Officials deny ECB bailout threat
European officials have denied Ireland is being threatened to repay all the global money men owed billions by the country's bailed-out banks.
With the first review of the 85 billion euro bailout loan deal complete, finance chiefs rejected claims that the Government is being held to ransom over the massive debts.
Klaus Masuh, a European Central Bank (ECB) official inspecting the exchequer books, denied Ireland is being forced into a crippling payback by German and French lending houses. "There is no threat from the European Central Bank," he said.
A delegation from the International Monetary Fund (IMF), ECB and European Commission (EC) has spent the last ten days trawling government finances, sizing up a jobs initiative and public sector spending review, and meeting business and trade union leaders.
Their report reads like a pat on the back for a potential 70 billion euro bailout and radical reform of banks, swingeing pay cuts, tax hikes and government savings.
Headed by IMF deputy director in Europe Ajai Chopra, the mission said the Government has moved very quickly and was on track to meet commitments under the IMF-European Union (EU) deal. "This programme is a lifeline for Ireland. It represents an Irish solution to an Irish problem and it enjoys our support," Mr Chopra said.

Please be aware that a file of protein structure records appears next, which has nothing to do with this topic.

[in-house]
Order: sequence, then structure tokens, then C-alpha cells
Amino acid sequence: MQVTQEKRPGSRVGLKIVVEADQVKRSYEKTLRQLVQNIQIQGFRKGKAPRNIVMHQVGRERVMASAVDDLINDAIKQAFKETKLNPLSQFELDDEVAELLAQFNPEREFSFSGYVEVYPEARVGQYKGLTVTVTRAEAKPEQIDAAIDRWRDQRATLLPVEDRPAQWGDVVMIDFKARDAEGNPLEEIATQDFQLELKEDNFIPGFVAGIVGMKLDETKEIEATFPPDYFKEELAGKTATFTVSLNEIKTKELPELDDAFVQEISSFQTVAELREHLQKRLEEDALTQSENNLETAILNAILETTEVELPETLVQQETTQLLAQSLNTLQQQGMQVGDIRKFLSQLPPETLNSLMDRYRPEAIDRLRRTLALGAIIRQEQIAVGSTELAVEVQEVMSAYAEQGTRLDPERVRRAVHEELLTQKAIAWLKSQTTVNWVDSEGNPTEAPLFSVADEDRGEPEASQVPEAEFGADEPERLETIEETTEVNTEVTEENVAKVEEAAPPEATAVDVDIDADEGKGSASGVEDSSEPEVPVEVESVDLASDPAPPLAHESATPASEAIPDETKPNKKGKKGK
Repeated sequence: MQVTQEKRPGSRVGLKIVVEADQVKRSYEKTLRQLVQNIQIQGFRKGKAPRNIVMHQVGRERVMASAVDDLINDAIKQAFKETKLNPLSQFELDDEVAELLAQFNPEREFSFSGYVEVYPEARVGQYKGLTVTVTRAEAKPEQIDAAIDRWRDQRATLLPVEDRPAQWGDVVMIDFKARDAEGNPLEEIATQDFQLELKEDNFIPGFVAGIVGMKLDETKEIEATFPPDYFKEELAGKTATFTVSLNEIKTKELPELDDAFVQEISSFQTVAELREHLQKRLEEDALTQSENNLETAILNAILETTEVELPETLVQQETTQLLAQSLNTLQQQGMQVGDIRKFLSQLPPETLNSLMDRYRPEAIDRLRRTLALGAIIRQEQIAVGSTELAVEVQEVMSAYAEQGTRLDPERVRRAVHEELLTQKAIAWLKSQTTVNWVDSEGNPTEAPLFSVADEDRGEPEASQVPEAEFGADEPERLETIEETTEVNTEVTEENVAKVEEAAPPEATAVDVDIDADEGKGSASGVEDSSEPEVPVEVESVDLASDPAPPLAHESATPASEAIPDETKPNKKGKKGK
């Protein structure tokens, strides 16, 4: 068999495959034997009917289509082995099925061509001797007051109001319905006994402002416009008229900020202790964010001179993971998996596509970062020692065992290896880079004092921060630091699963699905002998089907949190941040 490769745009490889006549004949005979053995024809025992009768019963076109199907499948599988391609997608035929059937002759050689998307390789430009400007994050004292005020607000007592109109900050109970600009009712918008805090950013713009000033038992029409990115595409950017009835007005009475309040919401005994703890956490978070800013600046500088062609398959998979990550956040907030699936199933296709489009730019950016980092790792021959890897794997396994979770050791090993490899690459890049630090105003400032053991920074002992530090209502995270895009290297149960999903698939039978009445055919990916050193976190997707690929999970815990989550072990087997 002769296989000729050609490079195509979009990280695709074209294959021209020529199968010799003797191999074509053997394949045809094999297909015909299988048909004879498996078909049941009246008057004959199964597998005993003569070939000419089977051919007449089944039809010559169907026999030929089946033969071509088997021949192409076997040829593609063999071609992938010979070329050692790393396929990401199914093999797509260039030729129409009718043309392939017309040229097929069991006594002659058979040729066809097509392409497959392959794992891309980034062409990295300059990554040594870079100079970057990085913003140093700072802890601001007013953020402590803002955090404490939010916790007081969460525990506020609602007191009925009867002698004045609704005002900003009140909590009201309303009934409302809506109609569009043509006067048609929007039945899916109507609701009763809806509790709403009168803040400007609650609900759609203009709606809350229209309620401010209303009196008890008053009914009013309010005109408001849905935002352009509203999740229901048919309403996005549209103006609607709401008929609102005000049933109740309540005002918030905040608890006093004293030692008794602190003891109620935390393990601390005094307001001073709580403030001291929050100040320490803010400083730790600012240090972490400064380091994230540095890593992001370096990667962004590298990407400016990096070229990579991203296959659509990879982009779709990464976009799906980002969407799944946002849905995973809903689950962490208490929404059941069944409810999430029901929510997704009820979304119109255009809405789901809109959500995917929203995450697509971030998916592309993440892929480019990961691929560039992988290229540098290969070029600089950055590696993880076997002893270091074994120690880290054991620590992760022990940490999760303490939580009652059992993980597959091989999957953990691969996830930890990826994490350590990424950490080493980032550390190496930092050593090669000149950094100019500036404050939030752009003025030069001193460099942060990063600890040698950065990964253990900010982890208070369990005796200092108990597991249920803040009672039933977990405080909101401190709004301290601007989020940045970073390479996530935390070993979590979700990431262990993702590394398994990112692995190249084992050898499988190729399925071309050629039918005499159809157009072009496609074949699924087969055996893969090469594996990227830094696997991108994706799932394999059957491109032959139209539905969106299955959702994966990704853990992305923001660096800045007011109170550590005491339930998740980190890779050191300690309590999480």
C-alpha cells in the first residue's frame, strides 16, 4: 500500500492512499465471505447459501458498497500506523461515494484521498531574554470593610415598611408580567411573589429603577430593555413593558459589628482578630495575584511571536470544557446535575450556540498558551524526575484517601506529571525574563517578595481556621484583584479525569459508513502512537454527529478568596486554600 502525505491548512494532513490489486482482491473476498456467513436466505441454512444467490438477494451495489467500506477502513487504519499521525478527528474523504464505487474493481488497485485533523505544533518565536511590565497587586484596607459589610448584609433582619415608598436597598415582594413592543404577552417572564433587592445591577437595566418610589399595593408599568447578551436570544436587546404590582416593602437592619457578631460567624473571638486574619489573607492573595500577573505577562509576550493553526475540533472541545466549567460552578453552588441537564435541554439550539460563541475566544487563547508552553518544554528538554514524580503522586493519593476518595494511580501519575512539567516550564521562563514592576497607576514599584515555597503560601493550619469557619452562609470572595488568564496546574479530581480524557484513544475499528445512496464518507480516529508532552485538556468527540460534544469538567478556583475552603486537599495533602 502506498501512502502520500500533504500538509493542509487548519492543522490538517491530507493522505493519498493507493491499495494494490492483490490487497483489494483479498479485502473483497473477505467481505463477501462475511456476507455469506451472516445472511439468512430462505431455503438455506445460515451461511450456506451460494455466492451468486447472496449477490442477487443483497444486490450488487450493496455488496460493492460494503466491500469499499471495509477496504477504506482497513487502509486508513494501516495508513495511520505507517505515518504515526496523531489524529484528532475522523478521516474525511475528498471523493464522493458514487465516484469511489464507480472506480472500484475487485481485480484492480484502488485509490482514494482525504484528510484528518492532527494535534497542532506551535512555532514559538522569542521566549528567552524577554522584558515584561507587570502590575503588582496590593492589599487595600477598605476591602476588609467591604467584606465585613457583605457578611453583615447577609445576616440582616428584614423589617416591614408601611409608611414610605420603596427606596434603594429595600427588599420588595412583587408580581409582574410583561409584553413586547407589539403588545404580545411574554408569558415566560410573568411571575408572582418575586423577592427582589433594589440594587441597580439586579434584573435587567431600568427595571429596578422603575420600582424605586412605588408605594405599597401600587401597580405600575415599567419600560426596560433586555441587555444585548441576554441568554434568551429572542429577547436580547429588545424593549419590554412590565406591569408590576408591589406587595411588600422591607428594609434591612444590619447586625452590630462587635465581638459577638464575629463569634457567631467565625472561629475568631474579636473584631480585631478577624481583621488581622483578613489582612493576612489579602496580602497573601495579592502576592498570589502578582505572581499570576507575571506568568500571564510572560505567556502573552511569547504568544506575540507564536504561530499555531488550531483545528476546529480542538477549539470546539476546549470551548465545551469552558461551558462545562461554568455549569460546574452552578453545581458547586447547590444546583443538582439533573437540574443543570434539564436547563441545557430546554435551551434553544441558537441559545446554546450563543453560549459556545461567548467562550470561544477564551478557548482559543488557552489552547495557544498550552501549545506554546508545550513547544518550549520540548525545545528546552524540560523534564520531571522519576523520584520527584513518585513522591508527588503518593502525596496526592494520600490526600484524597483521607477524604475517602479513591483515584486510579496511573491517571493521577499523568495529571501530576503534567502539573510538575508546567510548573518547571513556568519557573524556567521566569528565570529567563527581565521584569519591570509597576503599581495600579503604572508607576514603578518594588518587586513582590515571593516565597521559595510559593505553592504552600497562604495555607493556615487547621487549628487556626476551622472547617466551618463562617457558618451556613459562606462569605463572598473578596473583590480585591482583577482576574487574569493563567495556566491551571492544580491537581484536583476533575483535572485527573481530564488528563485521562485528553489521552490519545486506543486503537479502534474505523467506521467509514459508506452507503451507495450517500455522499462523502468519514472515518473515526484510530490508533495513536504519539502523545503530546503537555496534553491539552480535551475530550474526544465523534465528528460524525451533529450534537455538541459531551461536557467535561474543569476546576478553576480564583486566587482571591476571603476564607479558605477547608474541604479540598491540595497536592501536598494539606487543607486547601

"There's no doubt that there are very important changes ahead but we see implementation of this programme as being the key way forward."
The only significant changes to the deal restores the minimum wage to 8.65 euro (£7.66) - one of the highest rates in Europe. An employers' levy, pay-related social insurance (PRSI), will be halved for minimum-wage workers to ease pressure on business costs.
On the property market, the National Assets Management Agency (Nama) "bad bank" will not open a phase two to transfer loans worth less than 20 million euro (£17 million) from banks to its books. It will be formally agreed on May 16.
Mr Masuh, the ECB's co-ordinator of country missions, rejected claims the IMF-EU deal was only on the condition that bondholders - the top financiers owed billions by Irish banks - can recoup their lending. He said: "In our view, burden-sharing on the senior bondholders would have been risky for Ireland and would have undermined confidence in the banking sector."